Drug-resistant tumors made vulnerable with cyclophosphamide

The drug cyclophosphamide may make recurrent tumors vulnerable again after they have developed resistance to cancer drugs that work by recruiting antibodies from the body's own immune system. Cyclophosphamide is already approved by the US Food and Drug Administration (FDA) to treat some cancers.

Antibody drugs work by marking tumor cells for destruction by the body's immune system, but they have little effect on tumor cells that hide out in the bone marrow. Cyclophosphamide stimulates the immune response in bone marrow, eliminating the reservoir of cancer cells that can produce new tumors after treatment.

“We're not talking about the development of a new drug, we're talking about the altered use of an existing therapy,” said cosenior author Michael Hemann, PhD, of the Koch Institute for Integrative Cancer Research at Massachusetts Institute for Technology (MIT) in Cambridge. The study was published in Cell (2014; doi:10.1016/j.cell.2013.12.041). “We can operate within the context of existing treatment regimens but hopefully achieve drastic improvement in the efficacy of those regimens.”

Antibody-based cancer drugs are designed to bind to proteins found on the surfaces of tumor cells. Once the antibodies flag the tumor cells, immune cells called macrophages destroy them. Although many antibody drugs have already been approved to treat human cancers, little is known about the best ways to deploy them, and what drugs might boost their effects, Hemann explained.

The researchers first used mice to study an antibody drug called alemtuzumab, which is FDA-approved and in clinical trials for some forms of lymphoma. The drug successfully cleared most cancer cells, but some remained hidden in the bone marrow, which is a site of drug resistance in many types of cancer.

The study revealed that, within the bone marrow, alemtuzumab successfully binds to tumor cells, but macrophages do not attack the cells due to the presence of prostaglandins, which repress macrophage activity. Scientists believe that the bone marrow naturally produces prostaglandins to help protect the immune cells that are maturing there. Tumor cells that reach the bone marrow can exploit this protective environment to aid in their own survival.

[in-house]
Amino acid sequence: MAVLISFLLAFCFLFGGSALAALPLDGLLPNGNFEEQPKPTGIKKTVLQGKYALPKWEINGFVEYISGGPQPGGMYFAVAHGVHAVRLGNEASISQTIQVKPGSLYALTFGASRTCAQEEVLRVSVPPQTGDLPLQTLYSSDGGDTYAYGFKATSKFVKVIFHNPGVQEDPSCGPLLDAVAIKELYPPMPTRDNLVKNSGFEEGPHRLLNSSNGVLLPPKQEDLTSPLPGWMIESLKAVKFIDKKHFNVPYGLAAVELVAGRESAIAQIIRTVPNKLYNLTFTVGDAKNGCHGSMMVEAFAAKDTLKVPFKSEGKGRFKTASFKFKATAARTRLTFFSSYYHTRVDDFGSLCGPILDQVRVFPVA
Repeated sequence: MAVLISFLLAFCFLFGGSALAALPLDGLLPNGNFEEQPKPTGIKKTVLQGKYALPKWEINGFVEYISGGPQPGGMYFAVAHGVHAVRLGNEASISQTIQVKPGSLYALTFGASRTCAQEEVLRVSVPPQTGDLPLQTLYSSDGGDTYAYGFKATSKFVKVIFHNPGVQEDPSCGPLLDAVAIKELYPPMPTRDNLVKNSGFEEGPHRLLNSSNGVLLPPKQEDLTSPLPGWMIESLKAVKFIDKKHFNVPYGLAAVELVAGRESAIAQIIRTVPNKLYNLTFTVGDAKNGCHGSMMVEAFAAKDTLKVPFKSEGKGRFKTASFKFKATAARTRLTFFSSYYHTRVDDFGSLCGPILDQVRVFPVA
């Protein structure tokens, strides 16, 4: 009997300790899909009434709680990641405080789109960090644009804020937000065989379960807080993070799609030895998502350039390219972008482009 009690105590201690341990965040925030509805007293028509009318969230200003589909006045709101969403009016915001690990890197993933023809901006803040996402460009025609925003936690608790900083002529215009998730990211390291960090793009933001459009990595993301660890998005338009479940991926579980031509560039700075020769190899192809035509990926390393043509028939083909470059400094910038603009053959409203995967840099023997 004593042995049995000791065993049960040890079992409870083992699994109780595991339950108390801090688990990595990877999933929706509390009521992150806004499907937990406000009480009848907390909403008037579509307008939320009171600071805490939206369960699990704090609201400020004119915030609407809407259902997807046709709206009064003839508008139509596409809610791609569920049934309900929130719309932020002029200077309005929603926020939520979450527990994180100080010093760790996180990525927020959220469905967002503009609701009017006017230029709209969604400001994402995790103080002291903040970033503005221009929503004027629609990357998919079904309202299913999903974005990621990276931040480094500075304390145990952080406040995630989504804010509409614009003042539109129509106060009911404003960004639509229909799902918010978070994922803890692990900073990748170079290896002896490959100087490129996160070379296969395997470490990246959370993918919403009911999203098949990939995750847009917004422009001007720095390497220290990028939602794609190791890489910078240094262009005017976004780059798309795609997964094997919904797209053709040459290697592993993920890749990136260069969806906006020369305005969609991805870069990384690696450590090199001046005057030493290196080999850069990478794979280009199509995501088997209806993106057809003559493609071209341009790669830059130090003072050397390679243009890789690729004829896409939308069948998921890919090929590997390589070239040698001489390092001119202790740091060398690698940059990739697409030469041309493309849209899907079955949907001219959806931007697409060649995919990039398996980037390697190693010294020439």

The MIT team then tested a variety of cancer drugs in combination with alemtuzumab and discovered that cyclophosphamide can rewire the bone marrow microenvironment to make it much more receptive to macrophages, allowing them to destroy the tumor cells hiding there. Following treatment with this combination of drugs, the mice survived, tumor-free, for the duration of the study—approximately 18 months.

Cyclophosphamide is often given to cancer patients as part of frontline chemotherapy. However, when cyclophosphamide was combined with alemtuzumab, it was effective at much lower doses than are typically given, which could help reduce side effects. Also, the timing of the drug delivery was critical: the antibody drug and cyclophosphamide must be given at the same time.

“Altering the regimens and the timing of these regimens is quite feasible,” Hemann said. “We're talking about more minor modifications in a trial that may have dramatic improvements in overall response.”

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